Pieces of a Mosaic
A vaccine candidate hopes to have a global candidate
by Jeannie Wraight

An HIV preventative vaccine is making its way through the clinical trial system with a new study beginning enrollment later this year. Mosaico is the latest in a string of primate and then human studies stretching over the past fifteen years, testing vaccine candidate Ad26.Mos4.HIV. The Phase III clinical trial will evaluate the Janssen Pharmaceutical vaccine in men who have sex with men (MSMs) and transgender women and men. Mosaico is a collaboration between Janssen, the NIH, the HVTN and the U.S. HIV Military Research Program (MHRP).

“We’re very excited because it’s an exciting product that has been extensively tested in earlier-stage trials. People appear to not only develop a strong immune response but a lasting immune response, which is important in a vaccine,” stated Dr. Susan Buchbinder, MD, Protocol Chair of the Mosaico Trial and Director of Bridge HIV at the San Francisco Department of Public Health.

Mosaico (HPX3002/HVTN 706) will be enrolling 3,800 transgender individuals and men who have sex with men at fifty-five sites throughout the United States, Latin America, and Europe. In the U.S., twenty-two sites throughout sixteen cities will enroll HIV negative, at risk participants. Sites in Argentina, Brazil, Italy, Mexico, Peru, Poland and Spain will also participate in the study.

Mosaico is the largest clinical trial to date evaluating the promising “Mosaic’” vaccine candidate, that, if successful, will be able to be used globally against all strains of HIV. This is due to its genetic inserts, which contain various HIV strains. Producing an effective vaccine that would maintain protection against the numerous strains of HIV found around the world has been a major challenge in vaccine research and development. The establishment of one vaccine that can be used in every population and against all clades of HIV is essential to the eventual eradication of HIV.

According to Dr. Buchbinder, the vaccine used is “designed to be a global vaccine. It takes information from multiples clades around the world. If effective, we hope people could be protected against multiple strains of HIV so we don’t need to recreate a vaccine for each region of the world.”

Mosaico is a complementary study to Imbokodo, a separate clinical trial of a near identical vaccine which has already completed enrollment [see my A&U Destination: Cure column in March 2018]. The one difference between the vaccines being studied is that, in the Mosaico trial, a mosaic insert is added to the third and fourth injections (four total injections) and for Imbokodo a Clade C insert is used. Clade B is included in this mosaic insert, and is the prominent clade of HIV seen in North America and Europe. Clade C is the most common strain in Southern Africa. As well as examining different regions, the two studies will examine the vaccine in different populations of people.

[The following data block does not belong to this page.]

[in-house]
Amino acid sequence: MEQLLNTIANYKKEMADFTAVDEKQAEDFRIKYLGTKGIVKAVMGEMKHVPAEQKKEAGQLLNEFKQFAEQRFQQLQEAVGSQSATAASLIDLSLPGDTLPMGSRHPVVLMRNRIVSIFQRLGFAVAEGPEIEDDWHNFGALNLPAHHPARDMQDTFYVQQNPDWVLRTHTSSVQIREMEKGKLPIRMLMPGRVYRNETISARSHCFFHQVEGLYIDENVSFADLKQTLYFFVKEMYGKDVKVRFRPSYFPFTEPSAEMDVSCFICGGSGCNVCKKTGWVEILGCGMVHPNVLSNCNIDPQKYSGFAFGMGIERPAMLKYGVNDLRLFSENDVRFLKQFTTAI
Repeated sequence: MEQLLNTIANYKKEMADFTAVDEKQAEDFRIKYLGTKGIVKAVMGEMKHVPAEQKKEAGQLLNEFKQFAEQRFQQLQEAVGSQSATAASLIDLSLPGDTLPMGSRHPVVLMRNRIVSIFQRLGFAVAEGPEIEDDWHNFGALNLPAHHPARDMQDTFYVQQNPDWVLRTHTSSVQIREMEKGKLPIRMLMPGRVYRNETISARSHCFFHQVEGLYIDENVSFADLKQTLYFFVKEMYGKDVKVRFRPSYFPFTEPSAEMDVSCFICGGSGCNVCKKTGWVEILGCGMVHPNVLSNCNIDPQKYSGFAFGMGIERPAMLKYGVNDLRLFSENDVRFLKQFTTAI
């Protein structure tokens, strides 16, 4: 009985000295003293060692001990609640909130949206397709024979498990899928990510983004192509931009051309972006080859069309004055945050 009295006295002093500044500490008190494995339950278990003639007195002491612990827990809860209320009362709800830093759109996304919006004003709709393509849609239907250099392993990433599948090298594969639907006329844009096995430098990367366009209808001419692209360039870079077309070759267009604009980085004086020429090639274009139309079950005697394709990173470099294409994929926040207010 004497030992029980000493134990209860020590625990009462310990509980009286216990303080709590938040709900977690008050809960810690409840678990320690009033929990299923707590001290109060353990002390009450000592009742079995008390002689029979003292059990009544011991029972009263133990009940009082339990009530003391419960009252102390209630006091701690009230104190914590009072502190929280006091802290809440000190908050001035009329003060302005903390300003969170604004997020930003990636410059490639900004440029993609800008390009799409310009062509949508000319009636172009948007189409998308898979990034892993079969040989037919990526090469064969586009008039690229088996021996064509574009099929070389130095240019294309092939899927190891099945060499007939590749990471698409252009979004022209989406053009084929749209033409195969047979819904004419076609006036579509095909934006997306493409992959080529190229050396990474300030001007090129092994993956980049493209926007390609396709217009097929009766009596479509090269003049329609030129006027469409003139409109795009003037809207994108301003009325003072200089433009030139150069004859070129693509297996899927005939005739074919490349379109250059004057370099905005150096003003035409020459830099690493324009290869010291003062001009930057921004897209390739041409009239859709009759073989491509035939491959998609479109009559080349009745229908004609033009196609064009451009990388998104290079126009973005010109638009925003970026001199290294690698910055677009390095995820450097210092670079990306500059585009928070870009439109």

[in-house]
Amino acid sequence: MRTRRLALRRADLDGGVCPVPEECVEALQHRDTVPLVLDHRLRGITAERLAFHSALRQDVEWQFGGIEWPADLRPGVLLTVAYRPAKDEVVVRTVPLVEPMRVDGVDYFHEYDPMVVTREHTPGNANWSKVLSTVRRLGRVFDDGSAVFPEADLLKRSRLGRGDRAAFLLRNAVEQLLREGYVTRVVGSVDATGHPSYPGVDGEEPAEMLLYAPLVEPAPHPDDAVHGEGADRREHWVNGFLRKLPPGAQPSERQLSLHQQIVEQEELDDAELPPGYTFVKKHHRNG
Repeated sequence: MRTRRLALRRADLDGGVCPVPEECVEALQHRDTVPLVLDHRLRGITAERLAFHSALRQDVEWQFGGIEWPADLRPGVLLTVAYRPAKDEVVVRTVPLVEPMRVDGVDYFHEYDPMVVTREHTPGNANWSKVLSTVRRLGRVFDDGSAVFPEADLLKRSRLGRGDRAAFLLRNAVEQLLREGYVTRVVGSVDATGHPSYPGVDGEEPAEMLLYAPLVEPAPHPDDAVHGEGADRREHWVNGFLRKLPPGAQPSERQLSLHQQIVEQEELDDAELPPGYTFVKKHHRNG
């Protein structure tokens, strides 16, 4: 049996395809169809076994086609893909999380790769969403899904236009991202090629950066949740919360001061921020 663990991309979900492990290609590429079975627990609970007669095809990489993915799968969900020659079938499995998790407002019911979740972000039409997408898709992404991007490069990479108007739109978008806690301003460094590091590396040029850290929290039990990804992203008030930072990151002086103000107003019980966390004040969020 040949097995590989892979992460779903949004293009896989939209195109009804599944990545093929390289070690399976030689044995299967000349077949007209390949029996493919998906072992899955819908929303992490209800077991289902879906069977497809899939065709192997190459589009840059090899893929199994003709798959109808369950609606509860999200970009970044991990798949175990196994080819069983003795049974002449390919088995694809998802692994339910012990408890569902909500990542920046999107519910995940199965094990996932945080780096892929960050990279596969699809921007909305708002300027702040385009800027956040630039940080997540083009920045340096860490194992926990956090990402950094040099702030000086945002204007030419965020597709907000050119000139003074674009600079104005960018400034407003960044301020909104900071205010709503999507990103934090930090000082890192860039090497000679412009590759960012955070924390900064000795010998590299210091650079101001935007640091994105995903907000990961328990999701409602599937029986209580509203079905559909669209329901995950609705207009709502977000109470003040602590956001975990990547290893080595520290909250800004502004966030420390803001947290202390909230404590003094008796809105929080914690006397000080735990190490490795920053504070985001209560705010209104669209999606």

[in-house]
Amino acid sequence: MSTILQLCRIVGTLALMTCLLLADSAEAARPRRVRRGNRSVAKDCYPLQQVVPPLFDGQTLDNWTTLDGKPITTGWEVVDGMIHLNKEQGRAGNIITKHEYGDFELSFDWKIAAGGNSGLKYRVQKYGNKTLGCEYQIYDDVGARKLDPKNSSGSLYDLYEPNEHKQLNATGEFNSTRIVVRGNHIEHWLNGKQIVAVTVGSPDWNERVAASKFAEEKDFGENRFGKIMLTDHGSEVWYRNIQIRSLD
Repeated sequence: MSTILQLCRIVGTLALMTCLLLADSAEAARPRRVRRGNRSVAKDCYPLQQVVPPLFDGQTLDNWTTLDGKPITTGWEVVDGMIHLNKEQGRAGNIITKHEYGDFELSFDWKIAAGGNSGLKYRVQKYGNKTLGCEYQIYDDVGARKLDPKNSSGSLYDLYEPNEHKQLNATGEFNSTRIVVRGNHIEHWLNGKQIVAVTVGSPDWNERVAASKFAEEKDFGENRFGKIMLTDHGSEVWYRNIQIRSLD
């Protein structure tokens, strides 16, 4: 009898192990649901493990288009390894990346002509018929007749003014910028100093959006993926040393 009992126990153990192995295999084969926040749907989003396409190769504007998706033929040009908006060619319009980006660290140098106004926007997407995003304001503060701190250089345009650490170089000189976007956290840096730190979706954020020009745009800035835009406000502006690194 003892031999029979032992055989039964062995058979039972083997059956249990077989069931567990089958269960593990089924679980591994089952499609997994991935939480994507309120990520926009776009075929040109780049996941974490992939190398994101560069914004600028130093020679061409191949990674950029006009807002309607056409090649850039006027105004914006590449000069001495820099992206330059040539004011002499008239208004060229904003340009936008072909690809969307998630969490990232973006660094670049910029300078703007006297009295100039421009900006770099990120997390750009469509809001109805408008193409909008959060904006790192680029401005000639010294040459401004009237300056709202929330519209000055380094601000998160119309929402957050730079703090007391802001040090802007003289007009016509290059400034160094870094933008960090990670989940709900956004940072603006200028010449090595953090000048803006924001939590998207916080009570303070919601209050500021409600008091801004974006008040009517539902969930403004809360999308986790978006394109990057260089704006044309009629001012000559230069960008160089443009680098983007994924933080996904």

Studies have shown that men and women can elicit different immune responses to a vaccine. When asked if a vaccine might behave differently in transgender people on hormone therapy, Dr. Buchbinder stated that this is why they are testing it specifically in transgender men and women because they don’t know how the hormones some transgender people take will affect their immune response.

A 2019 systematic review and meta-analysis published in the American Journal of Public Health found that an estimated 14% of all transgender women are living with HIV and 44% of black/African American transgender women are currently living with HIV. The CDC recognizes transgender men and women as being at a high risk for HIV. Many transgender individuals experience stigma, social rejection, workplace discrimination, difficulty obtaining employment and social isolation. This can contribute to risky behaviors and prevent them from fully integrating into society, building healthy support systems and accessing HIV testing and medical care.

Imbokodo enrolled 2,600 sexually- active women ages eighteen through thirty-five from five African countries (South Africa, Malawi, Mozambique, Zambia, and Zimbabwe). These countries were chosen due to the extremely high risk of HIV in young women. In the regions being studied there are 3,500 new HIV infections per week in young girls and women. In South Africa, the hardest hit area of Southern Africa, although HIV rates are very high in men who have sex with men at 26.8% and a rate reported in transgender women to be double that of MSMs; young cisgender women are at an even higher risk. Young cisgender women between the ages of fifteen and twenty-four alone, make up 37% of new infections. The large Phase II clinical trial is expected to be completed in 2021.

Results from Mosaico are expected in 2023, with researchers hoping to achieve at least a 65% protective rate against HIV. Stay tuned….


Jeannie Wraight is the former editor-in-chief and co-founder of HIV and HCV Haven (www.hivhaven.com) and a blogger and writer for TheBody.com. She is a member of the Board of Directors of Health People, a community-based organization in the South Bronx and an advisor to TRW (Teach me to Read and Write), a community-based organization in Kampala, Uganda. She lives with her husband in New York City.